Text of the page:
Pesaresi A

References (11)

Title : Disentangling the formation, mechanism, and evolvement of the covalent methanesulfonyl fluoride acetylcholinesterase adduct: Insights into an aged-like inactive complex susceptible to reactivation by a combination of nucleophiles - Stojan_2024_Protein.Sci_33_e4977
Author(s) : Stojan J , Pesaresi A , Meden A , Lamba D
Ref : Protein Science , 33 :e4977 , 2024
Abstract : Chemical warfare nerve agents and pesticides, known as organophosphorus compounds inactivate cholinesterases (ChEs) by phosphorylating the serine hydroxyl group located at the active site of ChEs. Over the course of time, phosphorylation is followed by loss of an organophosphate-leaving group and the bond with ChEs becomes irreversible, a process known as aging. Differently, structurally related irreversible catalytic poisons bearing sulfur instead of phosphorus convert ChEs in its aged form only by covalently binding to the key catalytic serine. Kinetic and crystallographic studies of the interaction between Torpedo californica acetylcholinesterase (TcAChE) and a small organosulfonate, methanesulfonyl fluoride (MSF), indeed revealed irreversibly methylsulfonylated serine 200, to be isosteric with the bound aged sarin/soman analogues. The potent bulky reversible inhibitor 7-bis-tacrine (BTA) adopts, in the active site of the crystal structure of the MSF-enzyme adduct, a location and an orientation that closely resemble the one being found in the crystal structure of the BTA-enzyme complex. Remarkably, the presence of BTA accelerates the rate of methanesulfonylation by a factor of two. This unexpected result can be explained on the basis of two facts: i) the steric hindrance exerted by BTA to MSF in accessing the active site and ii) the acceleration of the MSF-enzyme adduct formation as a consequence of the lowering of the rotational and translational degrees of freedom in the proximity of the catalytic serine. It is well known that pralidoxime (2-Pyridine Aldoxime Methyl chloride, 2-PAM) alone or in the presence of the substrate acetylcholine cannot reactivate the active site serine of the TcAChE-MSF adduct. We show that the simultaneous presence of 2-PAM and the additional neutral oxime, 2-[(hydroxyimino)methyl]-l-methylimidazol (2-HAM), triggers the reactivation process of TcAChE within the hour timescale. Overall, our results pave the way toward the likely use of a cocktail of distinctive oximes as a promising recipe for an effective and fast reactivation of aged cholinesterases.
ESTHER : Stojan_2024_Protein.Sci_33_e4977
PubMedSearch : Stojan_2024_Protein.Sci_33_e4977
PubMedID: 38591646

Title : Kinetic Modeling of Time-Dependent Enzyme Inhibition by Pre-Steady-State Analysis of Progress Curves: The Case Study of the Anti-Alzheimer's Drug Galantamine - Lamba_2022_Int.J.Mol.Sci_23_
Author(s) : Lamba D , Pesaresi A
Ref : Int J Mol Sci , 23 : , 2022
Abstract : The Michaelis-Menten model of enzyme kinetic assumes the free ligand approximation, the steady-state approximation and the rapid equilibrium approximation. Analytical methods to model slow-binding inhibitors by the analysis of initial velocities have been developed but, due to their inherent complexity, they are seldom employed. In order to circumvent the complications that arise from the violation of the rapid equilibrium assumption, inhibition is commonly evaluated by pre-incubating the enzyme and the inhibitors so that, even for slow inhibitors, the binding equilibrium is established before the reaction is started. Here, we show that for long drug-target residence time inhibitors, the conventional analysis of initial velocities by the linear regression of double-reciprocal plots fails to provide a correct description of the inhibition mechanism. As a case study, the inhibition of acetylcholinesterase by galantamine, a drug approved for the symptomatic treatment of Alzheimer's disease, is reported. For over 50 years, analysis based on the conventional steady-state model has overlooked the time-dependent nature of galantamine inhibition, leading to an erroneous assessment of the drug potency and, hence, to discrepancies between biochemical data and the pharmacological evidence. Re-examination of acetylcholinesterase inhibition by pre-steady state analysis of the reaction progress curves showed that the potency of galantamine has indeed been underestimated by a factor of ~100.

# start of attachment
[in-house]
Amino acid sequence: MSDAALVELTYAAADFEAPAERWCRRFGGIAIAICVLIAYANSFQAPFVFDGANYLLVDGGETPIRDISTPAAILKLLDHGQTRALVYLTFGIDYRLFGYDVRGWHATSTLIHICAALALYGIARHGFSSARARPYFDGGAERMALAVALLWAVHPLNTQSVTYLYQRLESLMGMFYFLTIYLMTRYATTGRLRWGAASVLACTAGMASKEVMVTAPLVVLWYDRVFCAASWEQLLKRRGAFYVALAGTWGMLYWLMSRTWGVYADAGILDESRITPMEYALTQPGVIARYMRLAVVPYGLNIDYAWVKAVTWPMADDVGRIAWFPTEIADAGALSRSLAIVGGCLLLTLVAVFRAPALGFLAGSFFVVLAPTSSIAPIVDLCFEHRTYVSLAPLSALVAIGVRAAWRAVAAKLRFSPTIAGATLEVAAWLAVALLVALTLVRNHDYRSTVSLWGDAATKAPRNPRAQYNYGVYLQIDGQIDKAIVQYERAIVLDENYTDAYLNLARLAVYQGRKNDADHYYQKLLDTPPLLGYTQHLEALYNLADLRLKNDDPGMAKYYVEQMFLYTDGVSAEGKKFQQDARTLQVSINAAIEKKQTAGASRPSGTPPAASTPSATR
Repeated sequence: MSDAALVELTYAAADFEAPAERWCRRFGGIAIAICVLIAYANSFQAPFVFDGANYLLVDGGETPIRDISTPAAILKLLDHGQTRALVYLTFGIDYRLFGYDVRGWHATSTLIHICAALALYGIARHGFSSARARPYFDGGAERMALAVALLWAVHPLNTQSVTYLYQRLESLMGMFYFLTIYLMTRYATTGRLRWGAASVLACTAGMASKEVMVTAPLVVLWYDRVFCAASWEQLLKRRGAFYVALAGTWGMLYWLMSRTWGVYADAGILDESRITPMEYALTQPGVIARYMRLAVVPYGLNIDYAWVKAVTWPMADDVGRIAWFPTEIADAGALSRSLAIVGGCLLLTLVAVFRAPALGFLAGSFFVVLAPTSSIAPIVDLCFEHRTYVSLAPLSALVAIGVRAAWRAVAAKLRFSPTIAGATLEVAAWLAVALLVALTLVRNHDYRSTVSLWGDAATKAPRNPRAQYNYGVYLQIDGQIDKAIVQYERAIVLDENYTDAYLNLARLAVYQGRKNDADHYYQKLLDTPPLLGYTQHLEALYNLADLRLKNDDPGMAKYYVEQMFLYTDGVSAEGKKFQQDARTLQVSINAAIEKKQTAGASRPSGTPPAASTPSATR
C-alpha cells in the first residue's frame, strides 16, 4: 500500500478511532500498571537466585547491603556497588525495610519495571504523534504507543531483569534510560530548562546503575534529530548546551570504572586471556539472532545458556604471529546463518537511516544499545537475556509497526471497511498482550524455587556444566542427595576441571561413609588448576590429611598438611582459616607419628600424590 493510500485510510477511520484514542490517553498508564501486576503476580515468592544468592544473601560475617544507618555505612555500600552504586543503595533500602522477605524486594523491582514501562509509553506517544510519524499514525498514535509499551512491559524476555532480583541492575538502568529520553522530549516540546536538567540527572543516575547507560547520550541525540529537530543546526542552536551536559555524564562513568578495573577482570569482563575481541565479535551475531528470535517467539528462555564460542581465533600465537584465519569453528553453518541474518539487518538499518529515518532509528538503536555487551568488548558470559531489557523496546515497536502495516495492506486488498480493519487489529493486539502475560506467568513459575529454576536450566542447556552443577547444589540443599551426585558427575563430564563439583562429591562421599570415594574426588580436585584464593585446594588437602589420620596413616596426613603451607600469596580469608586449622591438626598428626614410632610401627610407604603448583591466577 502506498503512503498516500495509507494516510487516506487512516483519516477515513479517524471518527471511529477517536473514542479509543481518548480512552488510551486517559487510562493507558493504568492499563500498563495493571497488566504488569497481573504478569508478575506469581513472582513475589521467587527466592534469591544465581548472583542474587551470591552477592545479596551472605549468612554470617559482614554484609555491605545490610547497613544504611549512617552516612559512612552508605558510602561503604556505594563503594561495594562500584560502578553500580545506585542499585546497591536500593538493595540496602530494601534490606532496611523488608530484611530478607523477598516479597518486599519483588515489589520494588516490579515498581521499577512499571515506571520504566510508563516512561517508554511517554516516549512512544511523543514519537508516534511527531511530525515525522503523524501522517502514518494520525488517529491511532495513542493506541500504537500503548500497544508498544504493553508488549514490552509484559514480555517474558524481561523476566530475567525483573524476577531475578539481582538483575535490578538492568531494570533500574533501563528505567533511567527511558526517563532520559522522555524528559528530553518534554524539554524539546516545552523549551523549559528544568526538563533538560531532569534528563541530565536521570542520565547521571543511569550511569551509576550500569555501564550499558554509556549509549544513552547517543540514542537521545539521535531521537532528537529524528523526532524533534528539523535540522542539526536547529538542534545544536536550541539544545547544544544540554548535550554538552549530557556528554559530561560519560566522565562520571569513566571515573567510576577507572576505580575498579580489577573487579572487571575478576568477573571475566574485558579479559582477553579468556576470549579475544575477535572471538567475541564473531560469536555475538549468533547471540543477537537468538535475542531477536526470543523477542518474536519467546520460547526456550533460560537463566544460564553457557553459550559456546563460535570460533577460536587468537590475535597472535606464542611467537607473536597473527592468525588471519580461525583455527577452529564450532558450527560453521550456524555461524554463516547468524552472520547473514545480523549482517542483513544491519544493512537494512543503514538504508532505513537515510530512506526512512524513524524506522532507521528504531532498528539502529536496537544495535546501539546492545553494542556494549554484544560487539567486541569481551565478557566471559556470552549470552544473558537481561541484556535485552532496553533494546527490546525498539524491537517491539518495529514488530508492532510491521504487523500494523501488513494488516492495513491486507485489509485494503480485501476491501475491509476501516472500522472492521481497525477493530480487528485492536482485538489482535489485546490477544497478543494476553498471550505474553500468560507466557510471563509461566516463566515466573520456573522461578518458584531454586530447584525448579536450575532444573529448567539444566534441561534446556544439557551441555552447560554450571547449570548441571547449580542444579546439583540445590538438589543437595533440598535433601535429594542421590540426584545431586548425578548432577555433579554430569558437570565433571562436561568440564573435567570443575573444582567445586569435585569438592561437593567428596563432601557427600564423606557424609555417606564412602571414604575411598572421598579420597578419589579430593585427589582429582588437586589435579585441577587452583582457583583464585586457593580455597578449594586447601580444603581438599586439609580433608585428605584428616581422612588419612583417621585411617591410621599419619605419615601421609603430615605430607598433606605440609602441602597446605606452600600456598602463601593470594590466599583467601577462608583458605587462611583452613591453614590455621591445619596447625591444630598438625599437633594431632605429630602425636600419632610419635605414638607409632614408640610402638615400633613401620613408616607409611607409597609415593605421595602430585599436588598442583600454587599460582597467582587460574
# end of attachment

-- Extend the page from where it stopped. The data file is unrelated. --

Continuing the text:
ESTHER : Lamba_2022_Int.J.Mol.Sci_23_
PubMedSearch : Lamba_2022_Int.J.Mol.Sci_23_
PubMedID: 35563466

Title : Kinetic and structural studies on the inhibition of acetylcholinesterase and butyrylcholinesterase by a series of multitarget-directed galantamine-peptide derivatives - Pesaresi_2022_Chem.Biol.Interact__110092
Author(s) : Pesaresi A , Lamba D , Vezenkov L , Tsekova D , Lozanov V
Ref : Chemico-Biological Interactions , :110092 , 2022
Abstract : Complex neurological disorders, including Alzheimer's disease, are one of the major therapeutic areas to which multitarget drug discovery strategies have been applied in the last twenty years. Due to the complex multifactorial etiopathogenesis of Alzheimer's disease, it has been proposed that to be successful the pharmaceutical agents should act on multiple targets in order to restore the complex disease network and to provide disease modifying effects. Here we report on the synthesis and the anticholinergic activity profiles of seven multitarget anti-Alzheimer compounds designed by combining galantamine, a well-known acetylcholinesterase inhibitor, with different peptide fragments endowed with inhibitory activity against BACE-1. A complementary approach based on molecular docking simulations of the galantamine-peptide derivatives in the active sites of acetylcholinesterase and of the related butyrylcholinesterase, as well as on inhibition kinetics, by global fitting of the reaction progress curves, allowed to gain insights into the enzyme-inhibitor mechanism of interaction. The resulting structure-activity relationships pave the way towards the design of more effective pharmacodynamic/pharmacokinetic multitarget inhibitors.
ESTHER : Pesaresi_2022_Chem.Biol.Interact__110092
PubMedSearch : Pesaresi_2022_Chem.Biol.Interact__110092
PubMedID: 35987277

Title : Novel tacrine-tryptophan hybrids: Multi-target directed ligands as potential treatment for Alzheimer's disease - Chalupova_2019_Eur.J.Med.Chem_168_491
Author(s) : Chalupova K , Korabecny J , Bartolini M , Monti B , Lamba D , Caliandro R , Pesaresi A , Brazzolotto X , Gastellier AJ , Nachon F , Pejchal J , Jarosova M , Hepnarova V , Jun D , Hrabinova M , Dolezal R , Karasova JZ , Mzik M , Kristofikova Z , Misik J , Muckova L , Jost P , Soukup O , Benkova M , Setnicka V , Habartova L , Chvojkova M , Kleteckova L , Vales K , Mezeiova E , Uliassi E , Valis M , Nepovimova E , Bolognesi ML , Kuca K